Georgia schools say Apple's peachy

School district is recommending its school board pursue deal to equip teachers and students with Mac laptops.

Apple Computer is on the verge of securing one of its biggest education deals ever, with a Georgia school district leaning toward purchasing tens of thousands of Mac laptops.

The Cobb County School District, located in the Atlanta suburbs, is recommending that its school board pursue a deal with Apple to equip all teachers in the county, along with all high school and middle school students, with Apple laptops. The school district is recommending that the board implement the laptop purchase in stages, with the first phase consisting of giving laptops to teachers and to four schools on a test basis, according to a statement posted on the district's Web site.

Details of the proposal will be discussed at a meeting Wednesday, with the board slated to vote on the first phase of the Apple deal next month.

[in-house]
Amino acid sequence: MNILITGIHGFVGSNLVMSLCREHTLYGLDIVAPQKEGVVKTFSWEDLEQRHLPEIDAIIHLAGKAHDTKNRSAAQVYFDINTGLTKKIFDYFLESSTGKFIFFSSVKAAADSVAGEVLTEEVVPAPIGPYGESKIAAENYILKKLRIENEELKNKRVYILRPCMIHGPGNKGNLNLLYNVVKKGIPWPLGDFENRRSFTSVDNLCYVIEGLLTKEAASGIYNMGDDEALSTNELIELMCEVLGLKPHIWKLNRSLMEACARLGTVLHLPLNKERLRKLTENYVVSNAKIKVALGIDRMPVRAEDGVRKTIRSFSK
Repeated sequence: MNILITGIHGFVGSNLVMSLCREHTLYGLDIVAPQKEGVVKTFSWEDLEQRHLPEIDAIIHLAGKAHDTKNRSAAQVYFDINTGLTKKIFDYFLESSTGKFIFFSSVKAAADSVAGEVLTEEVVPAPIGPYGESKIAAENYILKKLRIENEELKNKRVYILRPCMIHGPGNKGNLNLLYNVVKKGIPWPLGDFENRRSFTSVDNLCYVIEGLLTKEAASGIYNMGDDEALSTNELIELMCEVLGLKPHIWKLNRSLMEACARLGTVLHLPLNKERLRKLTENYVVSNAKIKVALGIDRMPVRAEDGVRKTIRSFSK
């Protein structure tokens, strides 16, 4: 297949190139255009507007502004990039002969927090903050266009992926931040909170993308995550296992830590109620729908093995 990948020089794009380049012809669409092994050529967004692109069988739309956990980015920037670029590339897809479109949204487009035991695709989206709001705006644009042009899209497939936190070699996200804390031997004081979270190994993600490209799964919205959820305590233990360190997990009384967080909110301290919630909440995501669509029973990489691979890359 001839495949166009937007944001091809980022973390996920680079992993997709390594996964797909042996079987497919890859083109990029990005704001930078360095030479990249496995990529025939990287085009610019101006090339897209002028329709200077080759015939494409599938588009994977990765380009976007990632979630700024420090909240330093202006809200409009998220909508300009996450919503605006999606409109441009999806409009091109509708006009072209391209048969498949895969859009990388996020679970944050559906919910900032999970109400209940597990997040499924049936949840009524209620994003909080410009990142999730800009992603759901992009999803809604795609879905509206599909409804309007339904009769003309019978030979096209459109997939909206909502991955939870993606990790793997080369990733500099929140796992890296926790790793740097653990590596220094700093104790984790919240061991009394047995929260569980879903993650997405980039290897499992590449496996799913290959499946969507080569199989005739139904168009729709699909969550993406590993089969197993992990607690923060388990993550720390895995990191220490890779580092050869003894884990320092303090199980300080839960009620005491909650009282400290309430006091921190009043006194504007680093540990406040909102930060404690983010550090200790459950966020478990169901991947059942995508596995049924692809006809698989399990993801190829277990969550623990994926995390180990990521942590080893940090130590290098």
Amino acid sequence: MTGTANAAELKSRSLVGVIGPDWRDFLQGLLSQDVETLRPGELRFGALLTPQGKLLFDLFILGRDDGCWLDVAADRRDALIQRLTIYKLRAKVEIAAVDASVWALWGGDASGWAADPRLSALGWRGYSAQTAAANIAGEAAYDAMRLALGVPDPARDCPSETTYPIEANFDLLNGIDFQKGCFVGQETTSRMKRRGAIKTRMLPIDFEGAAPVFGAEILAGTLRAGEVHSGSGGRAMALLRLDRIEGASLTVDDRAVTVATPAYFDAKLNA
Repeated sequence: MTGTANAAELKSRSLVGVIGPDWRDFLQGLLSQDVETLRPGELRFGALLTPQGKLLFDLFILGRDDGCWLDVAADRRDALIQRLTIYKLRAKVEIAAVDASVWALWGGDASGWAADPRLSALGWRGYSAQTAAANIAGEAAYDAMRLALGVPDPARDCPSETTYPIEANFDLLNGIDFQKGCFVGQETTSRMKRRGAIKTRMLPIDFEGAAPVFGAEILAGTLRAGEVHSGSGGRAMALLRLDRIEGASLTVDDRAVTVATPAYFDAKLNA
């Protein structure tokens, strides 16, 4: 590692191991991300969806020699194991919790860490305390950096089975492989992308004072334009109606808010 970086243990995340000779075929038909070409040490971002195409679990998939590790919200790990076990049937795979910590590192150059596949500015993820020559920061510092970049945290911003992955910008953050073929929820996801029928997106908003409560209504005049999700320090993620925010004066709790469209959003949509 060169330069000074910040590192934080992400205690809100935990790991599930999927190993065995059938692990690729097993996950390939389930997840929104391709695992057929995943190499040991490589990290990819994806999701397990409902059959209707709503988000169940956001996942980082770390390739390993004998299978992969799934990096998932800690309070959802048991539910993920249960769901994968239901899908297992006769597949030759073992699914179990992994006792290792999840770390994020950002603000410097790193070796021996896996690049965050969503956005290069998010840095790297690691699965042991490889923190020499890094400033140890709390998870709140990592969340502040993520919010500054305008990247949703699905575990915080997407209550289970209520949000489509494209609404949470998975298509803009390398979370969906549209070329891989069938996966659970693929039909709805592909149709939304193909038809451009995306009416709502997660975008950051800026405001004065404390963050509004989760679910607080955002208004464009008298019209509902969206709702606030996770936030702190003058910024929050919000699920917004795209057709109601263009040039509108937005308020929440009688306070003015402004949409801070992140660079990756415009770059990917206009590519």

"Apple is thrilled to work with Cobb County on this ambitious proposal to create the largest 1 to 1 computer learning initiative ever," an Apple representative told CNET News.com Tuesday. "We've seen remarkable results from 1 to 1 learning programs and find that the educational benefits reach far beyond the classroom."

Once king of the education market, Apple has lost ground to a number of Windows-based rivals, especially Dell. In recent years, Apple has focused much of its attention on so-called one-to-one deals, in which school systems buy laptops for every student in a particular grade. The company has scored large deals in Maine and Virginia , among other places.

Apple has said its efforts are paying off, although competition remains tough. Last month, the company noted that it had its best December quarter for education sales in seven years. The company said its total revenue was up 20 percent from a year earlier, while unit sales were up 11 percent. Higher education sales grew faster, at 25 percent, but K-12 grew 15 percent, amid strong demand for both the iMac and iBook.

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    During her years at CNET News, Ina Fried has changed beats several times, changed genders once, and covered both of the Pirates of Silicon Valley. These days, most of her attention is focused on Microsoft. E-mail Ina.

     

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